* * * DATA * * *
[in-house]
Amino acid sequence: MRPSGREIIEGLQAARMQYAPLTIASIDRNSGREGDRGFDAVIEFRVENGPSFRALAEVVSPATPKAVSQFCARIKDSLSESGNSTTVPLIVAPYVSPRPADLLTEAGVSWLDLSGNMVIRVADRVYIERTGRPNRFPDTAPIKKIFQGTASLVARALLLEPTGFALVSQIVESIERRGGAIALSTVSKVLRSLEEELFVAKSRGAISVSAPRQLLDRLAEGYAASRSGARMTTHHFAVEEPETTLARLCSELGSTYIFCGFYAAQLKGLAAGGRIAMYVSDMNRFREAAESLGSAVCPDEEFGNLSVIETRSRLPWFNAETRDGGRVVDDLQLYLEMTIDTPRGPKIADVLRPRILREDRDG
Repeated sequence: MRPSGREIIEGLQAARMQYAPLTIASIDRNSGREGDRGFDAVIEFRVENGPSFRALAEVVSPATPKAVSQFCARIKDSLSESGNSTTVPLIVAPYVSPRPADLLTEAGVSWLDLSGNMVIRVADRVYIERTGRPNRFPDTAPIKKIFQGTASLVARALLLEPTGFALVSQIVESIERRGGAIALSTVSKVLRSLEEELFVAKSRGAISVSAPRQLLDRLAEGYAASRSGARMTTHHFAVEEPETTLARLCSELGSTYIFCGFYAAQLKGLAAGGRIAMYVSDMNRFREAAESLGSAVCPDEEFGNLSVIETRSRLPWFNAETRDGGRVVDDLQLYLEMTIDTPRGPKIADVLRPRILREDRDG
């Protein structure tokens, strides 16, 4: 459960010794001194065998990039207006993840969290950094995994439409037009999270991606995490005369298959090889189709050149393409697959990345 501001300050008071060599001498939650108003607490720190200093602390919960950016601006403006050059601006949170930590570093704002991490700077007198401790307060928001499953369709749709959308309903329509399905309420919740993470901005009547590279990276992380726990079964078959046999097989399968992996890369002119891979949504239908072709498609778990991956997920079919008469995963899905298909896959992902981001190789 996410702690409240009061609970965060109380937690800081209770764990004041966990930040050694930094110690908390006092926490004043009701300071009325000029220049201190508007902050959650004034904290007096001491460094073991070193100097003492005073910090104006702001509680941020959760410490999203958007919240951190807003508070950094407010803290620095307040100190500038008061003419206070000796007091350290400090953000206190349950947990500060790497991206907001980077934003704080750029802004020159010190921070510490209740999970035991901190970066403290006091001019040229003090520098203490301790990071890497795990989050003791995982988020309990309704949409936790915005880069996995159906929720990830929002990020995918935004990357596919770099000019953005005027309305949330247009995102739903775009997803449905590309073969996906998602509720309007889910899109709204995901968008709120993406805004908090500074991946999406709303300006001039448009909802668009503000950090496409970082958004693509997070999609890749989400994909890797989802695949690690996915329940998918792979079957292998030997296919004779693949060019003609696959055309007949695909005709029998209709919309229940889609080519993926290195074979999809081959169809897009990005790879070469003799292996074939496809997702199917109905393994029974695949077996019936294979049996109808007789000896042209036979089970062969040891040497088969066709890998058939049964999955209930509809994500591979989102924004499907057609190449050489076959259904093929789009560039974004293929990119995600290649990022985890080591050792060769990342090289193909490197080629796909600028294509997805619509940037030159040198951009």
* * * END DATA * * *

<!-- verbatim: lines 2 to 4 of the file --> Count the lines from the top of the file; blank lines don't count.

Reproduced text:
Amino acid sequence: MRPSGREIIEGLQAARMQYAPLTIASIDRNSGREGDRGFDAVIEFRVENGPSFRALAEVVSPATPKAVSQFCARIKDSLSESGNSTTVPLIVAPYVSPRPADLLTEAGVSWLDLSGNMVIRVADRVYIERTGRPNRFPDTAPIKKIFQGTASLVARALLLEPTGFALVSQIVESIERRGGAIALSTVSKVLRSLEEELFVAKSRGAISVSAPRQLLDRLAEGYAASRSGARMTTHHFAVEEPETTLARLCSELGSTYIFCGFYAAQLKGLAAGGRIAMYVSDMNRFREAAESLGSAVCPDEEFGNLSVIETRSRLPWFNAETRDGGRVVDDLQLYLEMTIDTPRGPKIADVLRPRILREDRDG
Repeated sequence: MRPSGREIIEGLQAARMQYAPLTIASIDRNSGREGDRGFDAVIEFRVENGPSFRALAEVVSPATPKAVSQFCARIKDSLSESGNSTTVPLIVAPYVSPRPADLLTEAGVSWLDLSGNMVIRVADRVYIERTGRPNRFPDTAPIKKIFQGTASLVARALLLEPTGFALVSQIVESIERRGGAIALSTVSKVLRSLEEELFVAKSRGAISVSAPRQLLDRLAEGYAASRSGARMTTHHFAVEEPETTLARLCSELGSTYIFCGFYAAQLKGLAAGGRIAMYVSDMNRFREAAESLGSAVCPDEEFGNLSVIETRSRLPWFNAETRDGGRVVDDLQLYLEMTIDTPRGPKIADVLRPRILREDRDG
């Protein structure tokens, strides 16, 4: 459960010794001194065998990039207006993840969290950094995994439409037009999270991606995490005369298959090889189709050149393409697959990345 501001300050008071060599001498939650108003607490720190200093602390919960950016601006403006050059601006949170930590570093704002991490700077007198401790307060928001499953369709749709959308309903329509399905309420919740993470901005009547590279990276992380726990079964078959046999097989399968992996890369002119891979949504239908072709498609778990991956997920079919008469995963899905298909896959992902981001190789 996410702690409240009061609970965060109380937690800081209770764990004041966990930040050694930094110690908390006092926490004043009701300071009325000029220049201190508007902050959650004034904290007096001491460094073991070193100097003492005073910090104006702001509680941020959760410490999203958007919240951190807003508070950094407010803290620095307040100190500038008061003419206070000796007091350290400090953000206190349950947990500060790497991206907001980077934003704080750029802004020159010190921070510490209740999970035991901190970066403290006091001019040229003090520098203490301790990071890497795990989050003791995982988020309990309704949409936790915005880069996995159906929720990830929002990020995918935004990357596919770099000019953005005027309305949330247009995102739903775009997803449905590309073969996906998602509720309007889910899109709204995901968008709120993406805004908090500074991946999406709303300006001039448009909802668009503000950090496409970082958004693509997070999609890749989400994909890797989802695949690690996915329940998918792979079957292998030997296919004779693949060019003609696959055309007949695909005709029998209709919309229940889609080519993926290195074979999809081959169809897009990005790879070469003799292996074939496809997702199917109905393994029974695949077996019936294979049996109808007789000896042209036979089970062969040891040497088969066709890998058939049964999955209930509809994500591979989102924004499907057609190449050489076959259904093929789009560039974004293929990119995600290649990022985890080591050792060769990342090289193909490197080629796909600028294509997805619509940037030159040198951009």